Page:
One of the most important issues for a marketing campaign, whether sponsored or organic, is creating a situation where users and potential customers can seamlessly come to our digital assets.
Several times, a digital asset is a landing page, website, or service page. But there’s a big BUT – will they come? And if they do – will they find out how to use the page and how to make the conversion we wanted?
I gathered several important points about the integration of marketing for the user experience (UX). It’s also important to know their value and how to compile all the necessary elements that can lead to a sale.
A good user experience works results in faster conversions
UX has a large part of an organization’s marketing image, not only because of the direct impact it has on revenue and conversions, but also because it affects the overall feel of the user towards our brand or product.
UX is not just accessibility and matching fonts. UX’s role is to influence the marketing and create a memorable user experience when it lands on our digital property. UX affects whether the user returns to the site once or makes a purchase in his first beat.
If we have findings from UX people regarding content and the certain flow processes that succeed or not – we can also improve our marketing channels. It will affect the UX, conversions and more. God forbid, this is a wheel that is not enough to turn around.
Simply put, UX and marketing should coexist.
Your users smile when they enter the site? Cool, Google will love it too
Google appreciates a good user experience.
The user came in and stayed there for many seconds? Did not leave the competitor? Find interest in content on your site? Achieved his goal? Excellent.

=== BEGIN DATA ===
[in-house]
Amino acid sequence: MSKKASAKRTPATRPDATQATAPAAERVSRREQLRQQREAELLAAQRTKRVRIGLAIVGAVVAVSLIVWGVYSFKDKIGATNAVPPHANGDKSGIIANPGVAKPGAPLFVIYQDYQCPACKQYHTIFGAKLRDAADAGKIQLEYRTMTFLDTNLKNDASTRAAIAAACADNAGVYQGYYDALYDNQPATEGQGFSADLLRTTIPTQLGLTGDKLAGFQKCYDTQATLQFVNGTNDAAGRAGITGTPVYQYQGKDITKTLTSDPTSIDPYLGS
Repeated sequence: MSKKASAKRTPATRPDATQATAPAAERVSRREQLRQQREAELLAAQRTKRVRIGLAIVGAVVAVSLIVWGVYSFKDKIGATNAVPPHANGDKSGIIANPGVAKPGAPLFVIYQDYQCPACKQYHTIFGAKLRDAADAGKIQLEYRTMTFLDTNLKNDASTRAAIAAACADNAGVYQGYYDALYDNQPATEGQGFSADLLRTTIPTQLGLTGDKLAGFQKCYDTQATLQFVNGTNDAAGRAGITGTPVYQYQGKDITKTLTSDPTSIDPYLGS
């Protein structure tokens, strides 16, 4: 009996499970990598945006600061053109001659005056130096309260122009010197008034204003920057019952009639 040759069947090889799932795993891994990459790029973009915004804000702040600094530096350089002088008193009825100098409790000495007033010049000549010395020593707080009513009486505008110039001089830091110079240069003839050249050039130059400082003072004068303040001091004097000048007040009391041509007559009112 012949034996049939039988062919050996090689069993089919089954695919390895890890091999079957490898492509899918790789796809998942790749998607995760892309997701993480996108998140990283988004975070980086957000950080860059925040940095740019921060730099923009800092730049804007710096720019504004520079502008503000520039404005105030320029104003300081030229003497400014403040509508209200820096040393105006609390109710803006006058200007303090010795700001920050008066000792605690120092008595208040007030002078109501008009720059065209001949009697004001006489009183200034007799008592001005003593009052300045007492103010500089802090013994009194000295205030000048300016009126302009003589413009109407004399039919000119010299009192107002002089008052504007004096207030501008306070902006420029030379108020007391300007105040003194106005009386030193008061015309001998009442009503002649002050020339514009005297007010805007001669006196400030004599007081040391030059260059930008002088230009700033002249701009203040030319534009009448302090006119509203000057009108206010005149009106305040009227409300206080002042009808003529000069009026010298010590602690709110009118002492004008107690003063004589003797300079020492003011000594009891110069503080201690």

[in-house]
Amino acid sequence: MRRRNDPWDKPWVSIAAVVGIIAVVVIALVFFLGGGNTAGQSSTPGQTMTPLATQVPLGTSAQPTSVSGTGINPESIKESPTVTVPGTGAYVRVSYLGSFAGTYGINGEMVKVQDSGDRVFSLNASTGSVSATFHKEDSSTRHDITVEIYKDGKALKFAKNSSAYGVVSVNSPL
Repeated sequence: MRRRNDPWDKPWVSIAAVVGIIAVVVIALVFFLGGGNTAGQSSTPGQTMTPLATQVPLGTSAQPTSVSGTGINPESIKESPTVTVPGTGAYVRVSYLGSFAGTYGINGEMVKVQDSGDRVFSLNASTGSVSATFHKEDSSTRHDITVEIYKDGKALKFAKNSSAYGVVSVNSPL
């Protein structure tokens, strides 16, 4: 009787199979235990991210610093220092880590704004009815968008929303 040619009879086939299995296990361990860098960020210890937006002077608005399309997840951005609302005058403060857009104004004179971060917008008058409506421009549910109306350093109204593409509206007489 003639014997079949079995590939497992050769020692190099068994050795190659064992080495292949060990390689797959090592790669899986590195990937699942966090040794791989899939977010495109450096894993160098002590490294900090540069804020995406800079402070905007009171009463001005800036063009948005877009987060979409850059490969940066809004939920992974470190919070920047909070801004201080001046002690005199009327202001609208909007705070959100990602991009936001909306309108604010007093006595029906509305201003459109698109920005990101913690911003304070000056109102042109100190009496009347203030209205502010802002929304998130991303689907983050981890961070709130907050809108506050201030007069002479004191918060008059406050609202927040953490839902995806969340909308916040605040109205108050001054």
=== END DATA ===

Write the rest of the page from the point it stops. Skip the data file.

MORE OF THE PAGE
Besides giving your site value, Google now values it better. Why? Google says to itself: The user searched for something, landed on the site, read the content from beginning to end? Made a conversion? This is probably a quality result for the user who typed the search in me so I will give a high rating to this site as similar users will probably like it too.
To achieve a good combination between marketing and UX, we need to understand what our market needs
To know how to design the relevant site or page that users will reach as a result of our marketing activities, we must conduct market research as a precondition for the 2 categories that intersect: Marketing & UX.
Why market research? Because we want to know which country we are addressing, which region, what the specific users of that region like, why they will connect more, what they are unable to tolerate, how old they are, why in our brand they will connect in terms of messages and images, which marketing strategy will work more, in which marketing channel is the audience most likely to make more conversions, and more.
Putting the needs of the user before meeting the needs of marketing
A customer journey begins even before a user actually becomes a user. It starts when he meets our ad. We know that using the right concrete, in a good image – will put it into our site, and thus it will become a user.
Every good marketer knows that the need of the customers and users comes before his need as a campaign manager.
The same marketer should analyze the full picture, check the number of sessions, the movements of the user, what questions he asks our site or product.